This article explores the effort of Pauline Wengeroff, backed by key Jewish cultural figures in Europe and the United States, including Solomon Schechter and Israel Friedlaender, to have an English translation of her Memoirs of a Grandmother published in the US by the Jewish Publication Society. Despite favorable initial contacts after the work’s publication in Germany in 1908, the project was ultimately rejected, ostensibly because Wengeroff’s translator was her brother, a Christian convert who missionized Jews. Did Wengeroff know this when she reported in Memoirs that he had reverted to Judaism, or while she pursued contacts with the Jewish Publication Society? Once the Jewis h Publication Society learned the translator’s identity, a full-scale debate about Memoirs ensued, with the work characterized as an apologia both for excessive traditionalism and for conversion and assimilation. This article explores how the same work could be read in contradictory ways and how cultural anxiety about the Jewish future in the United States led to a panicked reading of Memoirs.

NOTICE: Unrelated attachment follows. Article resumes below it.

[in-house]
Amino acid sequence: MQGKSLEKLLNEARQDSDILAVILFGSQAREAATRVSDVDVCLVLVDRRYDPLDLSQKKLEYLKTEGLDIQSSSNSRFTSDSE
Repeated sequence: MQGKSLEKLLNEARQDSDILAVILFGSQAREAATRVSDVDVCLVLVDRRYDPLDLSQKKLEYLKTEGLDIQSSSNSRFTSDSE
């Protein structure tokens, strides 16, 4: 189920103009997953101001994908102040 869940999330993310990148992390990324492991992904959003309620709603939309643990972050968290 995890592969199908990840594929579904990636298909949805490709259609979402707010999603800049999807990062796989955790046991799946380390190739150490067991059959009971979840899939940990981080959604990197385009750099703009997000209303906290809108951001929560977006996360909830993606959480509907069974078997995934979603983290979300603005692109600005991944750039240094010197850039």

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pp. 142-187
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